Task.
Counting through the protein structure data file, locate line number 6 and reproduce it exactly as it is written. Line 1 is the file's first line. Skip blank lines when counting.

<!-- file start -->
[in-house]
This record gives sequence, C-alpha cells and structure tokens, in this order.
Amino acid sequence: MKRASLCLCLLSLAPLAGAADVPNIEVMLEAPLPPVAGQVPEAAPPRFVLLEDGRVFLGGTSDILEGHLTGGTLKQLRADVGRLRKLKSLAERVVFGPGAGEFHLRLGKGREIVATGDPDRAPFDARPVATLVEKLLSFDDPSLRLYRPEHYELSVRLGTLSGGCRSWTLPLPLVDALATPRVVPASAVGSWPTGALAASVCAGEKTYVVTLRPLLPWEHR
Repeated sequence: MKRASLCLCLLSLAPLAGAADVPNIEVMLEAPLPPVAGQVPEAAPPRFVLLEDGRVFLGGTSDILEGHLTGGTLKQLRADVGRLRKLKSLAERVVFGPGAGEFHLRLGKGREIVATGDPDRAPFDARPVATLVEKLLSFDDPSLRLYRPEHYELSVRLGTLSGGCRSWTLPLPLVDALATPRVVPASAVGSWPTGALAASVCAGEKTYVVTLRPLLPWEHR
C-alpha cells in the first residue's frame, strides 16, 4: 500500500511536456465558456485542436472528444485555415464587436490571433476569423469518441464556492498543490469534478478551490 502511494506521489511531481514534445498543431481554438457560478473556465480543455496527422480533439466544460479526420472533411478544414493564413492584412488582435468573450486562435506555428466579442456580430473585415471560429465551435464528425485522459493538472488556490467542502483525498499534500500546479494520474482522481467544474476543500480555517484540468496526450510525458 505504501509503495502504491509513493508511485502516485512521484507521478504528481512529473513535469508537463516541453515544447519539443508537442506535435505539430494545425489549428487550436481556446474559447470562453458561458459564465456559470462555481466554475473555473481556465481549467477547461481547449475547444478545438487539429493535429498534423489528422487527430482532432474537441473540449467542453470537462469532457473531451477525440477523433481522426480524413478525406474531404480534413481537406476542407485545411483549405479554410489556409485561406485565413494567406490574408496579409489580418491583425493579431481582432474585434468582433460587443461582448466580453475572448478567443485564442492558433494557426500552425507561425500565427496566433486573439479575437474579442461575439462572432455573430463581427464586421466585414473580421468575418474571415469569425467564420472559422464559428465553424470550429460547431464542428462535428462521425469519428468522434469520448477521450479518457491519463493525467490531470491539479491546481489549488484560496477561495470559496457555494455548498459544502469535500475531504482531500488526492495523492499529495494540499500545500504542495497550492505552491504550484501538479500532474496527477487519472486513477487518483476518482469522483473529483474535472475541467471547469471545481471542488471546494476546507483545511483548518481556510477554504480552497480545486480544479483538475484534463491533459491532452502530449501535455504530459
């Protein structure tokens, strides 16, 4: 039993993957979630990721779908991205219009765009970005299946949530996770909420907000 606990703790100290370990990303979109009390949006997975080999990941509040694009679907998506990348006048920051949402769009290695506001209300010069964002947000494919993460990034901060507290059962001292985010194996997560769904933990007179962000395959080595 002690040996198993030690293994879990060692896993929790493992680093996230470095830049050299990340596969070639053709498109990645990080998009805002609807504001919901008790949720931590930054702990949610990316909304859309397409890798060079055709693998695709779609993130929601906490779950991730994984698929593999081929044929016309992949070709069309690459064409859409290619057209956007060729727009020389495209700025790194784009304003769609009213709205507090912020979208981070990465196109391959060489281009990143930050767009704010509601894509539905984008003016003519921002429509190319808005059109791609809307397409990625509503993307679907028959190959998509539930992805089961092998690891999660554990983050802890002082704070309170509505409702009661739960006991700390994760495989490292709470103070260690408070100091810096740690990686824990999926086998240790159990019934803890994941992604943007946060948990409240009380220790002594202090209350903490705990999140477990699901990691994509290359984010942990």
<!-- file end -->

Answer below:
């Protein structure tokens, strides 16, 4: 039993993957979630990721779908991205219009765009970005299946949530996770909420907000 606990703790100290370990990303979109009390949006997975080999990941509040694009679907998506990348006048920051949402769009290695506001209300010069964002947000494919993460990034901060507290059962001292985010194996997560769904933990007179962000395959080595 002690040996198993030690293994879990060692896993929790493992680093996230470095830049050299990340596969070639053709498109990645990080998009805002609807504001919901008790949720931590930054702990949610990316909304859309397409890798060079055709693998695709779609993130929601906490779950991730994984698929593999081929044929016309992949070709069309690459064409859409290619057209956007060729727009020389495209700025790194784009304003769609009213709205507090912020979208981070990465196109391959060489281009990143930050767009704010509601894509539905984008003016003519921002429509190319808005059109791609809307397409990625509503993307679907028959190959998509539930992805089961092998690891999660554990983050802890002082704070309170509505409702009661739960006991700390994760495989490292709470103070260690408070100091810096740690990686824990999926086998240790159990019934803890994941992604943007946060948990409240009380220790002594202090209350903490705990999140477990699901990691994509290359984010942990």